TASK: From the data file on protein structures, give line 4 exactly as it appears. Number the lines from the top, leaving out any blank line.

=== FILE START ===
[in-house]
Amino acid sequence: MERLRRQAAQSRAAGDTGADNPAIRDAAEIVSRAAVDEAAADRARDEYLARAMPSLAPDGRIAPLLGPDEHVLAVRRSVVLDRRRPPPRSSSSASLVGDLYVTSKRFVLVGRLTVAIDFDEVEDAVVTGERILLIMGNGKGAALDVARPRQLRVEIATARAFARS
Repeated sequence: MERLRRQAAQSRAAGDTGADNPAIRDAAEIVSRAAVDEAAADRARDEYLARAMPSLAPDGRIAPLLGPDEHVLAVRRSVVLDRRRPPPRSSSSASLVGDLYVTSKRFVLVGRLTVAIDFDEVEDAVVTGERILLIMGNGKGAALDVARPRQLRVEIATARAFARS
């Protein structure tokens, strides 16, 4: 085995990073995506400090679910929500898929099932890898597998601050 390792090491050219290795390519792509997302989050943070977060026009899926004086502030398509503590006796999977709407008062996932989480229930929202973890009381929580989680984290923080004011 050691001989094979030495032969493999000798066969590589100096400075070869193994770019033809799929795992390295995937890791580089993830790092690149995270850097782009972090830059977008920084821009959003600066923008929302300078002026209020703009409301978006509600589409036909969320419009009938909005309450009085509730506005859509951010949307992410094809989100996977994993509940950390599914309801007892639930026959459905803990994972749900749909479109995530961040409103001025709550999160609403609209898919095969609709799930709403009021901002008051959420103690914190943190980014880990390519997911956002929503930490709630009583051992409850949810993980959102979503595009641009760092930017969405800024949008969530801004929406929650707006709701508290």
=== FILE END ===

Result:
């Protein structure tokens, strides 16, 4: 085995990073995506400090679910929500898929099932890898597998601050 390792090491050219290795390519792509997302989050943070977060026009899926004086502030398509503590006796999977709407008062996932989480229930929202973890009381929580989680984290923080004011 050691001989094979030495032969493999000798066969590589100096400075070869193994770019033809799929795992390295995937890791580089993830790092690149995270850097782009972090830059977008920084821009959003600066923008929302300078002026209020703009409301978006509600589409036909969320419009009938909005309450009085509730506005859509951010949307992410094809989100996977994993509940950390599914309801007892639930026959459905803990994972749900749909479109995530961040409103001025709550999160609403609209898919095969609709799930709403009021901002008051959420103690914190943190980014880990390519997911956002929503930490709630009583051992409850949810993980959102979503595009641009760092930017969405800024949008969530801004929406929650707006709701508290």